Saturday, November 3, 2012
Rock ‘n’ Roll Savannah Marathon and Half Marathon
SBM Race Grade: A-
On race morning, I woke up with the killer crud that my incubus of plague daughter, the Girl Swim Bike Kid, has been carrying. The Expert said, “Morning” and I croaked out, “Errr, morning” and he looked at me, with a look of horror on his face… I sounded awful. I felt awful-er.
Not to mention, three days earlier, the Expert was monkeying around with me… picked me up, threw me down on the bed (no, it wasn’t that kind of monkeying… not technically…) but my big toe somehow got caught in between the bed frame and the boxspring. Well, a few screams and tears later (not that kind of screams, either)… I thought I broke it. The toe, I mean. And it’s been hurting to walk. Still hurts. Good golly grief. But after 13.1 miles… I don’t think it’s broken now. It still hurts, but I think that if I can run 13.1, it’s likely not broken, eh? But on Wednesday, I wasn’t so sure. Swim Bike Klutz, that is all.
So needless to say, I wasn’t feeling the love of 13.1 miles on Saturday morning. Sick, broke toe. Pitiful. But we had gone to the trouble of hauling the kids down from Atlanta to Savannah. We shuttled two kids through a huge Expo event. We woke up at the holy crack of dawn. I was running. I didn’t care if I had a broken toe and a cough like a duck. I was running somewhere. Somewhere…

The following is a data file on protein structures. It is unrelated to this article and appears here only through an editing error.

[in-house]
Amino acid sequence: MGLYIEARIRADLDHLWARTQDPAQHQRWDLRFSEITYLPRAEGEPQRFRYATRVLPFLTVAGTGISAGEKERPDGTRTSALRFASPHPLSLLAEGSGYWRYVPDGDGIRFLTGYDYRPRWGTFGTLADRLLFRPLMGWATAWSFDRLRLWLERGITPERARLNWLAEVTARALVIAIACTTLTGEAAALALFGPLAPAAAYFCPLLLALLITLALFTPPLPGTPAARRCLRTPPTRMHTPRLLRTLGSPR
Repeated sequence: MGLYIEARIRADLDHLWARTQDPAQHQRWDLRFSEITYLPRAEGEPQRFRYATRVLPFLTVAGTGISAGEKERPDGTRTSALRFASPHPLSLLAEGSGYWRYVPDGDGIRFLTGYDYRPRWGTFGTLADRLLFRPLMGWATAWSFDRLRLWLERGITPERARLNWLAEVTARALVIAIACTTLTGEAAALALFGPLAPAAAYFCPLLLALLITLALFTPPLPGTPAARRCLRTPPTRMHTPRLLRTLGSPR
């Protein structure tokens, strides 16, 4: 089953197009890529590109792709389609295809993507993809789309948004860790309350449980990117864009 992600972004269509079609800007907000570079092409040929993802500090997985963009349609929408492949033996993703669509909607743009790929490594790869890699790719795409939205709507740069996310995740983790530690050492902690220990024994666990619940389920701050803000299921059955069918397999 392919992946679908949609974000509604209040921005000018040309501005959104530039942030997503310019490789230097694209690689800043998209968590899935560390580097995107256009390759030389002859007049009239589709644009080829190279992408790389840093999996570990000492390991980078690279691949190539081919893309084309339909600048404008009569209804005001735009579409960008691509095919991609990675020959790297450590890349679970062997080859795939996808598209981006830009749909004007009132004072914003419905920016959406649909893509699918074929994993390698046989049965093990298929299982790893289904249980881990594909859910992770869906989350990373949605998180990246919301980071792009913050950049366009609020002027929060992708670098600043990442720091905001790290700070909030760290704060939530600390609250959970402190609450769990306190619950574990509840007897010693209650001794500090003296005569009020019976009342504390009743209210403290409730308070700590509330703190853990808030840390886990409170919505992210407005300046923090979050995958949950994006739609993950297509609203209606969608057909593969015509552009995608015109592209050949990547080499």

My dad was doing the drop-off–meaning he woke up super-early to take his crazy child and her husband to the race. But first, we stopped at the original Savannah Krispy Kreme and had a very metabolic breakfast. I coughed my way through a Pumpkin Cake Glazed (OMG… delish)… Okay, so maybe not metabolically good… but we’ll call it our “cheat meal.” The Expert’s mom met us there, and we were on our way.
We arrived downtown Savannah about an hour before the race. The weather was chilly, but nice. If you’ve spent any time in Savannah, you learn to shut your yapper about “omg, it’s cold” because the summer will make you pay for being ungrateful about any cool respite. So I said, “Ahhhhh, this weather is nice” and we appreciated it.
The Expert appreciated the cool weather to the tune of a sassy Tommy Hilfiger sweater:
Another note about the Expert…. the dude has not run a lick since Augusta 70.3. This was his first “training run” back into the game. That’s right… his LONGEST run ever… was his FIRST RUN back into training (I’ll let you sane people digest that for a moment… okay, moving on)…